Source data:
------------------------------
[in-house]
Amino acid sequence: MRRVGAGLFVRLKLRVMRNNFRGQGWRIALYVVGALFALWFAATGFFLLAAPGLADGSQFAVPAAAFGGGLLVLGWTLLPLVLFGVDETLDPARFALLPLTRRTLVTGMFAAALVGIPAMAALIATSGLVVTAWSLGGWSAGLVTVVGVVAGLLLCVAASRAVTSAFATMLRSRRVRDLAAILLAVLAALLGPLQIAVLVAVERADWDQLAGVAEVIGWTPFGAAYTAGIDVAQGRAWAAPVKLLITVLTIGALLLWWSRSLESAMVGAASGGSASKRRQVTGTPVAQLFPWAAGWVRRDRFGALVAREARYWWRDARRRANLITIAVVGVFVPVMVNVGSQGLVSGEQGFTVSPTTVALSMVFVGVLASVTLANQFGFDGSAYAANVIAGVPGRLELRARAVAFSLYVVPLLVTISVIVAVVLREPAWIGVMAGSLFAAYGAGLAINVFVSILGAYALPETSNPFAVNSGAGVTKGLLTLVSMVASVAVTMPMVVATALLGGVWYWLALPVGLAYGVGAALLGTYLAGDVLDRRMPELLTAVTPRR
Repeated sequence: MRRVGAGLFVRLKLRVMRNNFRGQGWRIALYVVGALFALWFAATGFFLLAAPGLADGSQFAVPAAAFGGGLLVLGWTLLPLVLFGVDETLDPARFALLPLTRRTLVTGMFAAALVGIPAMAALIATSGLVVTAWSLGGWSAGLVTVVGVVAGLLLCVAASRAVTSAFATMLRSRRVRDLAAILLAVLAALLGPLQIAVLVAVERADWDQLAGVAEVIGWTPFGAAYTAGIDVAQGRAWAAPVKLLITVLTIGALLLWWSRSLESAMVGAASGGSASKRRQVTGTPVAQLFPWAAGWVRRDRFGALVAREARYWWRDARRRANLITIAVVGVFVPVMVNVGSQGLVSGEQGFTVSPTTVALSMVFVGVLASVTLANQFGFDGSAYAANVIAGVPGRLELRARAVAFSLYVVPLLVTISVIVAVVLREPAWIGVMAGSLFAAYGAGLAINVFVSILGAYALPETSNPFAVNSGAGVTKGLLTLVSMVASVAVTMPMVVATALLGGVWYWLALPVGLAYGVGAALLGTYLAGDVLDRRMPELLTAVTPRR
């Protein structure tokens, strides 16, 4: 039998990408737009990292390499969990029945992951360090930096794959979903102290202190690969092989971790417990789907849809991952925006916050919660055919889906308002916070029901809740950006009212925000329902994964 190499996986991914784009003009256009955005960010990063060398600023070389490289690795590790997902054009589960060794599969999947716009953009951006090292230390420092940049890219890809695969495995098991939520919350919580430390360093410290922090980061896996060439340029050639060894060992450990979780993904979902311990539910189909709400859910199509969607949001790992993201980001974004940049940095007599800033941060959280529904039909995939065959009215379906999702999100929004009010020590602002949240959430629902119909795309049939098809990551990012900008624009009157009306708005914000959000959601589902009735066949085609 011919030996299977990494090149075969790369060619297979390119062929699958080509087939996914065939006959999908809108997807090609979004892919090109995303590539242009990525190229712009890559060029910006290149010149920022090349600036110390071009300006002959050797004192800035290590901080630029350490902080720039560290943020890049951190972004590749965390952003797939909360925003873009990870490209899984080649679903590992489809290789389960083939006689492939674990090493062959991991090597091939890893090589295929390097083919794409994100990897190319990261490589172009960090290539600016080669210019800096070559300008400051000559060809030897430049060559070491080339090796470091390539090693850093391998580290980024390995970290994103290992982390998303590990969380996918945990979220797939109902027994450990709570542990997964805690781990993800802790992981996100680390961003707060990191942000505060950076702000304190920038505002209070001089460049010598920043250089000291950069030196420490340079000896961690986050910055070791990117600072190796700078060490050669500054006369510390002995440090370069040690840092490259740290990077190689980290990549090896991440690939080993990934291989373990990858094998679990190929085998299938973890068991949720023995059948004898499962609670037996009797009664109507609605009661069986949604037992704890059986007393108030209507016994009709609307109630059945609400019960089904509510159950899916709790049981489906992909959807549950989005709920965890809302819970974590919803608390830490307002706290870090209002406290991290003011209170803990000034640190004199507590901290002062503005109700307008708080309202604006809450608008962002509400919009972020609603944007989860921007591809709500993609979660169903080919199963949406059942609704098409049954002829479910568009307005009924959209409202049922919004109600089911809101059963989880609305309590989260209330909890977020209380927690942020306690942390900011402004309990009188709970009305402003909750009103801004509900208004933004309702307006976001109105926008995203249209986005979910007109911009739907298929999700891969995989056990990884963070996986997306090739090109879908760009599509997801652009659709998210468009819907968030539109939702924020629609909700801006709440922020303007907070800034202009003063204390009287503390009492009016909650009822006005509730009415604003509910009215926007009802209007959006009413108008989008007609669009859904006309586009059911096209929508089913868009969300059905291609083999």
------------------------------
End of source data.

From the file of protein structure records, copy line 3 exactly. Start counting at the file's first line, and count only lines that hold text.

Repeated sequence: MRRVGAGLFVRLKLRVMRNNFRGQGWRIALYVVGALFALWFAATGFFLLAAPGLADGSQFAVPAAAFGGGLLVLGWTLLPLVLFGVDETLDPARFALLPLTRRTLVTGMFAAALVGIPAMAALIATSGLVVTAWSLGGWSAGLVTVVGVVAGLLLCVAASRAVTSAFATMLRSRRVRDLAAILLAVLAALLGPLQIAVLVAVERADWDQLAGVAEVIGWTPFGAAYTAGIDVAQGRAWAAPVKLLITVLTIGALLLWWSRSLESAMVGAASGGSASKRRQVTGTPVAQLFPWAAGWVRRDRFGALVAREARYWWRDARRRANLITIAVVGVFVPVMVNVGSQGLVSGEQGFTVSPTTVALSMVFVGVLASVTLANQFGFDGSAYAANVIAGVPGRLELRARAVAFSLYVVPLLVTISVIVAVVLREPAWIGVMAGSLFAAYGAGLAINVFVSILGAYALPETSNPFAVNSGAGVTKGLLTLVSMVASVAVTMPMVVATALLGGVWYWLALPVGLAYGVGAALLGTYLAGDVLDRRMPELLTAVTPRR